Gotthold Eisenstein's father was Johan Konstantin Eisenstein and his mother was Helene Pollack. The family was Jewish but before Gotthold, who was their first child, was born they had converted from Judaism to become Protestants. Their family were not well off, for Johan Eisenstein, after serving in the Prussian army for eight years, found it hard to adjust to a steady job in civilian life. Despite trying a variety of jobs he did not find a successful occupation for most of his life, although towards the end of his life things did go right for him.
Eisenstein suffered all his life from bad health but at least he survived childhood which none of his five brothers and sisters succeeded in doing. All of them died of meningitis, and Gotthold himself also contracted the disease but he survived it. This disease and the many others which he suffered from as a child certainly had a psychological as well as a physical effect on him and he was a hypochondriac all his life. His mother, Helene Eisenstein, had a major role in her son's early education.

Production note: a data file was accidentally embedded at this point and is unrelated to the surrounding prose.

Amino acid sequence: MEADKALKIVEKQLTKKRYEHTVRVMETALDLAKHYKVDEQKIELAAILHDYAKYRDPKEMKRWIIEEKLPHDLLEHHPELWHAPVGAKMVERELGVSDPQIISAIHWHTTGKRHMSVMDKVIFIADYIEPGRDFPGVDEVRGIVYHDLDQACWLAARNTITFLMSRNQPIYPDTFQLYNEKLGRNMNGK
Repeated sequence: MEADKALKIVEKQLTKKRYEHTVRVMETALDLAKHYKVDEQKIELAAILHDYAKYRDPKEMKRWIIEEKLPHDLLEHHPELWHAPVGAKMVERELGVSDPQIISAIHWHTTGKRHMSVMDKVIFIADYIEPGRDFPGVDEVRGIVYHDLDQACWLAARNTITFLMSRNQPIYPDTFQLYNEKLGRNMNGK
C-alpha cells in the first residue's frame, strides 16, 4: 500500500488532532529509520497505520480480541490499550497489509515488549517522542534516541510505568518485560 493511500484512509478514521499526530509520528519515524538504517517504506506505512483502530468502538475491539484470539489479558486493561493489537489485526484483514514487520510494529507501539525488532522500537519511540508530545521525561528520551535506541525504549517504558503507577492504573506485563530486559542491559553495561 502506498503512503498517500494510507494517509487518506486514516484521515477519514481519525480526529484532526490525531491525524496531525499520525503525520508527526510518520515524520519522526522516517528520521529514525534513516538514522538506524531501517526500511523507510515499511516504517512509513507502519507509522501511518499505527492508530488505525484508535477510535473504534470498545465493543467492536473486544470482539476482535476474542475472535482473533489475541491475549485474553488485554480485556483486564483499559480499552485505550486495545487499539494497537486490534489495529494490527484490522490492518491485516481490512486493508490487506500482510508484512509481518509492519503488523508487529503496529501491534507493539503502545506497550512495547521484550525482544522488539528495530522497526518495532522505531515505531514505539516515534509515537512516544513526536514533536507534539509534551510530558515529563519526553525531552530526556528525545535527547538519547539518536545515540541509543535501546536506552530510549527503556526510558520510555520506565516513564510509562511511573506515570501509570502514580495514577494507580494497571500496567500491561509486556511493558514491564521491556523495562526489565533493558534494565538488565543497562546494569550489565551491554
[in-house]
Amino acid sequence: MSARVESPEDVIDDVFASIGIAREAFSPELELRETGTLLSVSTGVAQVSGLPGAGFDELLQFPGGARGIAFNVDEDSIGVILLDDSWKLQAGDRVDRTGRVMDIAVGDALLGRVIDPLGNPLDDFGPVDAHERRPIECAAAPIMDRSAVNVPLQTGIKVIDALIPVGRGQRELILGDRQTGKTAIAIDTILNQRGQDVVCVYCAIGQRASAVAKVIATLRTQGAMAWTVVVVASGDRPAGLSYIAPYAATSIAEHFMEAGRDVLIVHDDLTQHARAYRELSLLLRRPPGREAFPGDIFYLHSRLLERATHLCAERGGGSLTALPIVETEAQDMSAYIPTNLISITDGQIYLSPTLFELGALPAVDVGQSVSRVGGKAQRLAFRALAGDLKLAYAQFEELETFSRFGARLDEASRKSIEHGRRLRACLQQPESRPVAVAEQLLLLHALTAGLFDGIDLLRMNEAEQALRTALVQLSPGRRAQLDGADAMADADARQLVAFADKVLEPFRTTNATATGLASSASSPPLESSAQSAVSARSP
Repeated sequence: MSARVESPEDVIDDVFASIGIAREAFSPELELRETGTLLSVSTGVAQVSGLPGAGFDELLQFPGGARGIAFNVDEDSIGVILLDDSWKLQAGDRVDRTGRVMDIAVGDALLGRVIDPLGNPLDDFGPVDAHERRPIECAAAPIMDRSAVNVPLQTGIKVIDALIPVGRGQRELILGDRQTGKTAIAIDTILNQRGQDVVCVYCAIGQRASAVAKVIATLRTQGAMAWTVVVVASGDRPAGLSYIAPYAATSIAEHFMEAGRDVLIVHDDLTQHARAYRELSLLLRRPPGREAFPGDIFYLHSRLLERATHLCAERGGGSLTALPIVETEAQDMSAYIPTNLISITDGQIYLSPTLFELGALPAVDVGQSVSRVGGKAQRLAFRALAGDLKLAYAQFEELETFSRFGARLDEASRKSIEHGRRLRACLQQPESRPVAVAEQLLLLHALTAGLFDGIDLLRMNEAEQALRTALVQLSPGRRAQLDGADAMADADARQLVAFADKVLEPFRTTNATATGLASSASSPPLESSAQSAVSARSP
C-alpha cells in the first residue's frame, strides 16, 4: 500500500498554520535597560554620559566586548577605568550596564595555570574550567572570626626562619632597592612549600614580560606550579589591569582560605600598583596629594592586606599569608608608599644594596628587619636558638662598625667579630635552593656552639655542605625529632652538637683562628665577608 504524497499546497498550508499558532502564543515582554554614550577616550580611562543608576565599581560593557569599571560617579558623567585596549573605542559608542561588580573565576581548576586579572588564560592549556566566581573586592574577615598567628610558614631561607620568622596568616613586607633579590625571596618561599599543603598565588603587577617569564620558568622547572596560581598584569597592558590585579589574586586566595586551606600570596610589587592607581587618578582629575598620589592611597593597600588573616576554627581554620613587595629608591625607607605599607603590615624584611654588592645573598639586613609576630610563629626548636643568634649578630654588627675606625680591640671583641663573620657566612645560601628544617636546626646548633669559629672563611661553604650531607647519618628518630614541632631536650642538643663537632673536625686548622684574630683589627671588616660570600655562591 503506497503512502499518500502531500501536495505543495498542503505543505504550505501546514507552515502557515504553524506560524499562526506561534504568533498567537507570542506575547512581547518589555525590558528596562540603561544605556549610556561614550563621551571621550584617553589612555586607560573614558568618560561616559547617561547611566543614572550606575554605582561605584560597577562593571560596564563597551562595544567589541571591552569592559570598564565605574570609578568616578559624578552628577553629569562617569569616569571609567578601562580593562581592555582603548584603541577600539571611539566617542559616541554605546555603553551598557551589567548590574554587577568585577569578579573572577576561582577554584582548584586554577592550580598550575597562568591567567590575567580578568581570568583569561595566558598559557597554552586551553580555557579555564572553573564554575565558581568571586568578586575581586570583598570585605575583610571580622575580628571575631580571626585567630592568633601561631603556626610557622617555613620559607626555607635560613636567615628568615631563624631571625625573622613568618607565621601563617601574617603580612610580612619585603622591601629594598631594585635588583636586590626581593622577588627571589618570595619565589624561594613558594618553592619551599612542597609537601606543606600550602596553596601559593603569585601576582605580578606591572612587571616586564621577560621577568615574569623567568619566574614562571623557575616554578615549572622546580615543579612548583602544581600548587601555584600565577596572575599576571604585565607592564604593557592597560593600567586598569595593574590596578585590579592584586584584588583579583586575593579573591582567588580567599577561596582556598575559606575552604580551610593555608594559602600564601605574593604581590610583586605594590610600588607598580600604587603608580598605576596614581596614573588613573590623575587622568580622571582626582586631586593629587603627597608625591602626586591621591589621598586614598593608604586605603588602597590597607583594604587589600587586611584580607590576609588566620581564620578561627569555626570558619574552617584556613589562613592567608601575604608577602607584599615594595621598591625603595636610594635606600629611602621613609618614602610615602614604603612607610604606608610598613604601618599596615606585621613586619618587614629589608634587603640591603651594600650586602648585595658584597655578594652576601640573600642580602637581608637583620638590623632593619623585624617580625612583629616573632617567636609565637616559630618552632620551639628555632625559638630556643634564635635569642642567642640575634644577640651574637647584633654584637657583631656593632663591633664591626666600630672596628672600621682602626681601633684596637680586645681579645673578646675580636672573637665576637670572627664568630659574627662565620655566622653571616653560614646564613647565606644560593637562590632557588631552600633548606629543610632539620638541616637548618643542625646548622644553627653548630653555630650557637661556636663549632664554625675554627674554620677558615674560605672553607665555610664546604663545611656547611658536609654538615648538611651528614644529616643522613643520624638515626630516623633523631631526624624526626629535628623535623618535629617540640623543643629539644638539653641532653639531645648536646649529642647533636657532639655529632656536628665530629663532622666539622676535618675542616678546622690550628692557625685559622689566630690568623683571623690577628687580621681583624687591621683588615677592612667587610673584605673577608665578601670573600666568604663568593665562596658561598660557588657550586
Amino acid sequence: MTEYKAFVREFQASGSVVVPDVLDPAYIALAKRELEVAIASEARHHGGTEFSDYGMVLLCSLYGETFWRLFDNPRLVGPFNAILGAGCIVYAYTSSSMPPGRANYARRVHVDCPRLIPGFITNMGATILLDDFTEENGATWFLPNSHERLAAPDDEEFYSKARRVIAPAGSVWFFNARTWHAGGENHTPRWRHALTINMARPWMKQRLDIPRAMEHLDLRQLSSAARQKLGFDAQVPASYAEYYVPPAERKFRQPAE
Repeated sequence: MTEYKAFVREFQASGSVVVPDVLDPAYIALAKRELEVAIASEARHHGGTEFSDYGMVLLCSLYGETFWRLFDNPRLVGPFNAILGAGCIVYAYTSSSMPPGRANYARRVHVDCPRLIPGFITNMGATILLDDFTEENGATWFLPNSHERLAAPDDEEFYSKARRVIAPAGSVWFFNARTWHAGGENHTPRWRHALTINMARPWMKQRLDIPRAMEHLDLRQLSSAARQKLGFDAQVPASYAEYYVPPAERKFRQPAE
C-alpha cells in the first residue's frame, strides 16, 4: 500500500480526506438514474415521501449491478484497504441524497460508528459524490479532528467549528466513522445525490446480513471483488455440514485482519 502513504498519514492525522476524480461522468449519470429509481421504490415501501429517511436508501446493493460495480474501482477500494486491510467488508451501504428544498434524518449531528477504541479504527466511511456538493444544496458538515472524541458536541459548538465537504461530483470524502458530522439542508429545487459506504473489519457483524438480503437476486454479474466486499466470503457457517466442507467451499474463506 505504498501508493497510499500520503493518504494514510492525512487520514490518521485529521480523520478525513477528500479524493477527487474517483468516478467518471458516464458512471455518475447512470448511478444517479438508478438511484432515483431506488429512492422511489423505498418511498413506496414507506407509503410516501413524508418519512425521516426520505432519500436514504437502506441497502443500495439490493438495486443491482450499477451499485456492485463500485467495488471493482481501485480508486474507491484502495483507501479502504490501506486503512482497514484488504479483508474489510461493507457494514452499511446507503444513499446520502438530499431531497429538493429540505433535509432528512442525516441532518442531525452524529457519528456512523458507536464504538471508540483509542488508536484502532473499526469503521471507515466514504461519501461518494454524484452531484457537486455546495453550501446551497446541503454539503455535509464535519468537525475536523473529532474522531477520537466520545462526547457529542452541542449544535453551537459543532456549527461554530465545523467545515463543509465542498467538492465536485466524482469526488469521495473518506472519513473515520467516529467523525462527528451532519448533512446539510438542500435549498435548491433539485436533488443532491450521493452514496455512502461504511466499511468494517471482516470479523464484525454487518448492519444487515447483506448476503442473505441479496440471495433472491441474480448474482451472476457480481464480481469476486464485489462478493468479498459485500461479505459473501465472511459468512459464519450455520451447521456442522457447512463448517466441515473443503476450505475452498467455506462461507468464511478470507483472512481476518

He wrote an autobiography when about two years old and in it he describes the way that his mother taught him the alphabet when he was a child, associating objects with each letter to suggest their shape, like a door for O and a key for K. He also describes his early talent for mathematics in these autobiographical writings